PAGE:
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Slate Blackcurrant Watermelon Strawberry Orange Banana Apple Emerald Chocolate Marble
Slate Blackcurrant Watermelon Strawberry Orange Banana Apple Emerald Chocolate Marble


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  1. I'm curious if you have any other thoughts after skating on them more and/or experimenting with the different wedges? I got mine mounted a month ago, without custom profile, and started on the 14ft radius. I pretty much felt comfortable on that right away so haven't even taken the time to try any of the others. I still have a second pair of skates with step-steel blades and quad profile and I get the chance to go back and forth. I really do think the Marsblade runner gives a smoother and more stable sensation in turns and transitions, which matches the advertising and concept. That said, did they transform me immediately into a much better skater..not really. I'm a bit of a gear/tech nerd, so I'm absolutely happy with the purchase and the Marsblades are my go to skates for now. But, I'm not sure that for the $200 it's helping me dramatically (hmmm..maybe $200 toward a skating coach!). If Marsblade had OEM deals with Bauer, CCM, etc. and the Marsblades came on the skates new, based on my experience it would be a no-brainer to buy them. As a side note, given they are not entirely fixed there is a loose sensation and sound when walking off the ice and when stoping a puck with your skate. But, as long as they hold up I'm happy.
  2. Ha..I'm assuming you mean a pro stock CCM, Bauer, etc..and not a prostockhockeysticks.com "black" stick? See how confusing it can be. And, this would be because you believe the manufacturing and design methods of the big brands are superior? Which may be the case; but, go read many of the reviews on hockeymonkey, etc..about people complaining how their CCM, Bauer, Warrior, & True broke after 3 or 4 uses. Sure a $129 Pro Blackout sounds great against a non-discounted $300 stick; but, last's years model and pro stocks can be had for less than $150 and not sure that makes the "black" sticks as much of a value. I think these companies could do better with their advertising to help a consumer clearly understand the differences in the stick construction and tech. Compared to sticks from 15 years ago, they are probably all much better!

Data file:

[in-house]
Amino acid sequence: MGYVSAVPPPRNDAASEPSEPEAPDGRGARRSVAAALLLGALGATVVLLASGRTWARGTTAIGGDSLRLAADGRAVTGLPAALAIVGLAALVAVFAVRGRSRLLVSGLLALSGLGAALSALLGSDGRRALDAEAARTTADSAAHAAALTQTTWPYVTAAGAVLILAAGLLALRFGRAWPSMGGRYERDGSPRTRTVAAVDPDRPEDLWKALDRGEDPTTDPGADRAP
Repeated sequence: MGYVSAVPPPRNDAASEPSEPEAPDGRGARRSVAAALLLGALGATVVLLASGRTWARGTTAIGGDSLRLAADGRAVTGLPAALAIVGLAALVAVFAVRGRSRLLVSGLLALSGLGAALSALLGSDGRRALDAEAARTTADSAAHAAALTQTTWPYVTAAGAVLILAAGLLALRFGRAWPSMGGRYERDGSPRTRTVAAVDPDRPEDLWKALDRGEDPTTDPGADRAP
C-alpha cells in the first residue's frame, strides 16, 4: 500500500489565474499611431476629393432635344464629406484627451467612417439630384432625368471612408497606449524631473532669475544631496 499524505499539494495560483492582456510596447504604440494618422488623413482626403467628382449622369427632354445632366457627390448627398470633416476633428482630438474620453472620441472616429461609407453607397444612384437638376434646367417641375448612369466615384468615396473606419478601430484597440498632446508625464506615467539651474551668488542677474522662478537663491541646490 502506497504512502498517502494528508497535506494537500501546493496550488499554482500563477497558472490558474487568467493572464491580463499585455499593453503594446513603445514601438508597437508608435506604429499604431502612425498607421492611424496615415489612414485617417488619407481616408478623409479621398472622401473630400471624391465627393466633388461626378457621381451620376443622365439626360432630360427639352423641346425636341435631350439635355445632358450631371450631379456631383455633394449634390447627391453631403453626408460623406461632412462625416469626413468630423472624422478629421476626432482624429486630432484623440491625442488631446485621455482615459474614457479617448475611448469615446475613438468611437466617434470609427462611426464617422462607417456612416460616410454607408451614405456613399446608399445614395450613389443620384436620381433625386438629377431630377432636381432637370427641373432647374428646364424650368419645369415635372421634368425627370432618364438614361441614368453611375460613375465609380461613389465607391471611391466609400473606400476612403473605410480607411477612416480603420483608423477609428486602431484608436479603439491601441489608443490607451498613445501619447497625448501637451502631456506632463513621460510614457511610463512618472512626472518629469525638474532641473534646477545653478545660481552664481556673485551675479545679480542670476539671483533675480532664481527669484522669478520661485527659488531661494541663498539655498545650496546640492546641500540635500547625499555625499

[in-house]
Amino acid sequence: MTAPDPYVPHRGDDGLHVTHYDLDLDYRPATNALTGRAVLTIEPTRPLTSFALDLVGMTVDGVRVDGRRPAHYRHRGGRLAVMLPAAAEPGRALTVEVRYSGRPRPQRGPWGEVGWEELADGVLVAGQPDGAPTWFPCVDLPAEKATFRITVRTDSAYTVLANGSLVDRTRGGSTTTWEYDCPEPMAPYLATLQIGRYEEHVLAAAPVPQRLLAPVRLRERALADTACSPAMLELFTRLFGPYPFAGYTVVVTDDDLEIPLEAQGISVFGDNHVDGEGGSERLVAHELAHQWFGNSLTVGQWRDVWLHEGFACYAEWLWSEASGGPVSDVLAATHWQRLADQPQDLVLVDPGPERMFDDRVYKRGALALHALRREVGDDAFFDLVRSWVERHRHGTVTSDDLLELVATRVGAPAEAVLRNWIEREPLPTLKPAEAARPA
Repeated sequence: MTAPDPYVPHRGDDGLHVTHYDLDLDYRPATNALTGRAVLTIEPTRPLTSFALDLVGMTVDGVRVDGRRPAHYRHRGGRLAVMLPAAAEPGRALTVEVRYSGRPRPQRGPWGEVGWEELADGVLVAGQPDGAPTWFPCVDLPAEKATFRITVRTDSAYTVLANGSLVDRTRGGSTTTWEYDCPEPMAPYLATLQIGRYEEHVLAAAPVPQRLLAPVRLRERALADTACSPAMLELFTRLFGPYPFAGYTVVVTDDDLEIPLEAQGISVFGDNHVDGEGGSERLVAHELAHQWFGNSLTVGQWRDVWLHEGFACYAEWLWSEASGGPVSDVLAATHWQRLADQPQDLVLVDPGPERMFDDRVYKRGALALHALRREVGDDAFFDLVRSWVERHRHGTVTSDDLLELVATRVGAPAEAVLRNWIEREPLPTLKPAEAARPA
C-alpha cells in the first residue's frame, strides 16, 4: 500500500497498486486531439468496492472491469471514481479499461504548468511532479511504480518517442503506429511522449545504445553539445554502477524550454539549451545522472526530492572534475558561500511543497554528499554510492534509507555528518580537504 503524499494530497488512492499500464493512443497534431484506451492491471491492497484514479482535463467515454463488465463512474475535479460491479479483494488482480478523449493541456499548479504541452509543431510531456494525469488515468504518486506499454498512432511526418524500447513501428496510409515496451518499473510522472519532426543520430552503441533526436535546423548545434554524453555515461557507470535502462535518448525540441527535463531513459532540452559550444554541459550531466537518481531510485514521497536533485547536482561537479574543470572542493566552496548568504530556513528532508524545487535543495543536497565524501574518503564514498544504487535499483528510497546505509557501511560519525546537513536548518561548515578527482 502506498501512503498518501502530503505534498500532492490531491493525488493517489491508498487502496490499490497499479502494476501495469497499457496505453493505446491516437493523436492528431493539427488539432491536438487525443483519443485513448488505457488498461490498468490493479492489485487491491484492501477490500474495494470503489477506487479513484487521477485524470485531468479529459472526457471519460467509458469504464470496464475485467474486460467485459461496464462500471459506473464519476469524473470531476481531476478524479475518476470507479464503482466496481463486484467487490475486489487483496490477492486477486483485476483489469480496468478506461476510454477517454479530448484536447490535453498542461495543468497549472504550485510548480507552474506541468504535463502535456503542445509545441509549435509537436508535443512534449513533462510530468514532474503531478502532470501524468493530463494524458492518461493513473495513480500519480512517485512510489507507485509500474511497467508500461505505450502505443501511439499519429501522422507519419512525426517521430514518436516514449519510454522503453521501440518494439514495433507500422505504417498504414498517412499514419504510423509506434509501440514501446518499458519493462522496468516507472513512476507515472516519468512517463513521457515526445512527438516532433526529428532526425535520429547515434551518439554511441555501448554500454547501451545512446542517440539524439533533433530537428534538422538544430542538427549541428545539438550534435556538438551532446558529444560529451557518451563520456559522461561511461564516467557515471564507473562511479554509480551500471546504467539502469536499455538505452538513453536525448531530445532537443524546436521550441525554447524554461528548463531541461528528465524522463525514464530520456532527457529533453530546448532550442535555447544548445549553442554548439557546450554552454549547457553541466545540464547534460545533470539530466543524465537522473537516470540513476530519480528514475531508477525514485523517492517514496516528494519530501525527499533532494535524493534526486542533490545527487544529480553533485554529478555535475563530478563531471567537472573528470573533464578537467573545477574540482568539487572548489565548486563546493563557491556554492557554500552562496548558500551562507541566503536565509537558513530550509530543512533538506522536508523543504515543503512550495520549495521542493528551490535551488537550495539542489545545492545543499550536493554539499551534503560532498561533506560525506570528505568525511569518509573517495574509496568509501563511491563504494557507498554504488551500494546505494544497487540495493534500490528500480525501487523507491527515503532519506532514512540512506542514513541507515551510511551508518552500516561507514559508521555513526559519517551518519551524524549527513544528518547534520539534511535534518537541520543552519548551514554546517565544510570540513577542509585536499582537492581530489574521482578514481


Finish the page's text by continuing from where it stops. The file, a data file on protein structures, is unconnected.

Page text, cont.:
3. That's what I meant..the ones on the company's website..not so many in other places. At the end of the day, the question is are these sticks at these prices a legit value (a $300 stick for $150 or less) and, if so, of all the brands which to consider.
  4. A friend of mine got a Pro Blackout stick from HSM and said he liked it. So, I started doing some research and in addition to the HSM regular and lite Pro Blackout sticks, I saw No Name, All Black, Twig, and more. All seem to offer a similar product, a 380g to 425g stick for $100 to $150ish and with plenty of good reviews. They all advertise 18K carbon, one piece construction, etc.. I'm trying to understand who actually makes these sticks, are they all from the same factory? And, how to differentiate between these value sticks and brands How good is the value and performance versus "last year's model" big brand name stick on clearance or a pro stock stick, both at similar prices?
  5. I got a sale email this morning and they are selling these (Vanquish & Stryker) sticks for $125. Can't find reviews anywhere..other than Tron website. Anyone here own or try one?
  6. One issue that I'm trying to get my head around with the Marsblade holders is how the "Flow Motion" rocker movement relates to and interacts with the profile on the skate blade. Go read through the ProSharp site and there are now almost infinite numbers of profile patterns from Single to Quad to Ellipse. All of these profiles promises a specific performance enhancement: more blade on the ice for stability and speed, less blade on the ice for agility, forward pitch by moving balance point back Xmm, etc. and it seems the Marsblade technology is supposed to do many of these same things. For example: does a Quad 0 profile with the Marsblade holder (of course there are 5 rocker wedges to choose from!) perform and feel the exact same as with a standard holder? Then, of course, you have the various ROH sharpening levels and all the new "flat bottom" types that promise equal bite, more glide, and the ability to use a lesser ROH equivalent for the same bite and more glide. Confusing, huh. So, my real question is with the Marsblade and how it effects profiling and sharpening. Initially, I thought the Marsblade holder would replace the need for custom profiling and maybe the only other variable would be to experiment with sharpening. But, in the Marsblade literature and from their customer service person they suggest to profile as you normally would. I'm concerned that there is now an introduction of another variable to the other two (profiling and sharpening) that makes dialing in the optimal combination virtually impossible for most people without unlimited budget, ice time, and steel to experiement on. I'd be interested in specific guidance from Marsblade and their engineers on the physics of how their holders interact with the blades profile and, to a lesser extent, the sharpening ROH or FBV equivalent. If the Marsblade holder actually does many of the same things a custom profile would and alleviates the need for custom profiling for most skaters there would be a considerable value add to the product, especially for those of us who don't have a competent profiling shop nearby. Thoughts?